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Genetic study will help protect the Aldabra giant tortoise

Experts at the University of Zurich have now decoded the genome of the Aldabra giant tortoise. The research will not only help to secure a future for these tortoises in the wild, but could also help to explain how these remarkable creatures can live for more than 100 years. 

“The Aldabra giant tortoise (Aldabrachelys gigantea) is one of only two giant tortoise species left in the world. The species is endemic to Aldabra Atoll in Seychelles and is listed as Vulnerable on the International Union for Conservation of Nature Red List due to its limited distribution and threats posed by climate change,” wrote the study authors. 

“Genomic resources for A. gigantea are lacking, hampering conservation efforts for both wild and ex situ populations. A high-quality genome would also open avenues to investigate the genetic basis of the species’ exceptionally long life span.”

Aldabra giant tortoises serve as ecosystem engineers that can help restore degraded island habitats. They have been introduced to several Western Indian Ocean islands whose endemic giant tortoises are now extinct. Tools such as genetic information can help to ensure the long-term success of Aldabra tortoise populations.

The Zurich team has now succeeded in sequencing the genome of an Aldabra giant tortoise. This will help to distinguish genetic differences between individual animals. 

“This genomic information is crucial in order for breeding programs in zoos to represent the genetic diversity found in the wild,” said study first author Gözde Çilingir, who noted that the data could be used for studies on other tortoise species. 

“We found that most of the genome is similar to other known genomes of turtles. This means our data will help the conservation efforts for other tortoise species across East Africa and Madagascar.”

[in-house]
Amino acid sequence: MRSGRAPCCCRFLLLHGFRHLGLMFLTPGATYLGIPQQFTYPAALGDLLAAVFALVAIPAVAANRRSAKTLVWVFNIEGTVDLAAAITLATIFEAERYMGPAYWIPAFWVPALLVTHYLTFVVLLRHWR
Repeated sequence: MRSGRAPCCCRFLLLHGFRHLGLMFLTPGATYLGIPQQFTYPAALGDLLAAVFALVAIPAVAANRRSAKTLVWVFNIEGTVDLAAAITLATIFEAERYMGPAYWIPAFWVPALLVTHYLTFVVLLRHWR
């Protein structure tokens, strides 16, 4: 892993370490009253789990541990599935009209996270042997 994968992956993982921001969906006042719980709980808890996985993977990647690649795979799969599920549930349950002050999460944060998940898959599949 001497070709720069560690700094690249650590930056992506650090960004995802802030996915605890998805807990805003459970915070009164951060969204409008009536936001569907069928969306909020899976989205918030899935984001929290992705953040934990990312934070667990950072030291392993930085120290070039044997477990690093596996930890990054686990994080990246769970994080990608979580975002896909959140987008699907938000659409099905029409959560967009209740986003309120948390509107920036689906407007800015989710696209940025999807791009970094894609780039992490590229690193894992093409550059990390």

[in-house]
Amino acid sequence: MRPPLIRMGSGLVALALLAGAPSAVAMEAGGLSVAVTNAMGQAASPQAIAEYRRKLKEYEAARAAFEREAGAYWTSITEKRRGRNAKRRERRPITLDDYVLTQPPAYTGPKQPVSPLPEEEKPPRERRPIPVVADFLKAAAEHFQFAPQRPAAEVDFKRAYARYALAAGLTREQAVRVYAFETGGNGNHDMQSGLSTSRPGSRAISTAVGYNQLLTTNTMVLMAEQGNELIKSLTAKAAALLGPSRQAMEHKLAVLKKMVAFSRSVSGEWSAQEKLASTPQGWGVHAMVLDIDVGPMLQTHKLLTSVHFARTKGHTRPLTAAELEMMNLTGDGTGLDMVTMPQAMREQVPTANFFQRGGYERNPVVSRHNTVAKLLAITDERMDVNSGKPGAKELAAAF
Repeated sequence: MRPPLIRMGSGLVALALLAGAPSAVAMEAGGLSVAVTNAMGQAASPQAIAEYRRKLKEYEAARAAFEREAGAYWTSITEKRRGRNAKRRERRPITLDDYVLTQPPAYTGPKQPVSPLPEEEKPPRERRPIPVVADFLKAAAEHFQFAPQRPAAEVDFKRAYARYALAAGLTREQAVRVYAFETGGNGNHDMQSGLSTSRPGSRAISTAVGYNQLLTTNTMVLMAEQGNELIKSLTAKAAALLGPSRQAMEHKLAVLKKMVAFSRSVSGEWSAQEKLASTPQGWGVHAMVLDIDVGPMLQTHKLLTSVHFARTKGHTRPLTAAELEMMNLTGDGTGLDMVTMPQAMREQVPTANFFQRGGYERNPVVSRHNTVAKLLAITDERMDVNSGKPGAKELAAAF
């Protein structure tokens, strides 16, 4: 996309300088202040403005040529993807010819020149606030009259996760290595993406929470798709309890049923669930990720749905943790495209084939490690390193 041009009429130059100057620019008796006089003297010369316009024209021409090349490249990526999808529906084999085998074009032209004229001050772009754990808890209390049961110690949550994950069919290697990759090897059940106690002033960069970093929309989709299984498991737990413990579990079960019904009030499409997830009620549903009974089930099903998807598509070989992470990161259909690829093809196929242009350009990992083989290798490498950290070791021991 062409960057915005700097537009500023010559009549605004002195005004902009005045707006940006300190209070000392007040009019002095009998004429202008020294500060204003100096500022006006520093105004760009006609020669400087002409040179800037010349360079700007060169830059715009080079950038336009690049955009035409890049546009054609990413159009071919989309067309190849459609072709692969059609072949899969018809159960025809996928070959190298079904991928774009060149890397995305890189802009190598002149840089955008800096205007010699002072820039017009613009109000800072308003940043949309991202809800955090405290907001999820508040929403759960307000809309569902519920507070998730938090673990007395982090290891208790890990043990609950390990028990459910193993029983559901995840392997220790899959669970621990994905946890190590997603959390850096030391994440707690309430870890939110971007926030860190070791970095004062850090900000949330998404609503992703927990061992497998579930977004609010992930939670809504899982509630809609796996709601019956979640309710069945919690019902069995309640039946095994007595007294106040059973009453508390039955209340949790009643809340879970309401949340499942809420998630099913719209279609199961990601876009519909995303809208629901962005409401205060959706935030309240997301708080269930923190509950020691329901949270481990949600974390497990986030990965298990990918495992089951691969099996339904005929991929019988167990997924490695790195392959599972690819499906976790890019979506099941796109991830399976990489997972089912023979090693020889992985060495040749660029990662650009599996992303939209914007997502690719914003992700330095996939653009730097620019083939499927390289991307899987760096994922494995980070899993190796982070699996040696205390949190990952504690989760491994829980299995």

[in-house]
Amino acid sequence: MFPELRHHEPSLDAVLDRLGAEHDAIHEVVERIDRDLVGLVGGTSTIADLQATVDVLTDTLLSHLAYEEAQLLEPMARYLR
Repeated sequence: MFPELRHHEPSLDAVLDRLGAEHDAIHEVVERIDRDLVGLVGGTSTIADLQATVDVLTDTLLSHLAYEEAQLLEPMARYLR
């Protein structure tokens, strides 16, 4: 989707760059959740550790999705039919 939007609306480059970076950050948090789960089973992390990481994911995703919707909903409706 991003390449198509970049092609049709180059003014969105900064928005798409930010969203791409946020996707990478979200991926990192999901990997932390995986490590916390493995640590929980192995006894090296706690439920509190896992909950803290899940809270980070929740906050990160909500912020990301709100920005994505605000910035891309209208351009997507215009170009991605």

“We assembled the first high-quality, chromosome-level annotated genome for the Aldabra giant tortoise, resulting in one of the best-assembled chelonian genomes. Chromosomal collinearity analyses revealed a high degree of conservation even among distantly related tortoise species. We showed that the high-quality resources can be combined with low-coverage resequencing to gain crucial insights into the genetic structure within Aldabra, as well as to resolve the exact origin of zoo-housed individuals,” wrote the study authors. 

“Understanding levels of genomic diversity in both native and ex situ populations is crucial to inform rewilding efforts and prioritize conservation efforts.” 

“Furthermore, genome-wide analyses of polymorphism can be used to assess the presence of deleterious mutations endangering the long-term health of populations and will allow high-confidence estimates of inbreeding based on runs of homozygosity. Finally, given the exceptionally long life span and large body size of A. gigantea, the high-quality genome will inform comparative genomics studies focused on the genetic underpinnings of aging and gigantism.”

The study is published in the journal GigaScience.

Image Credit: Dennis Hansen, University of Zurich

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By Chrissy Sexton, Staff Writer

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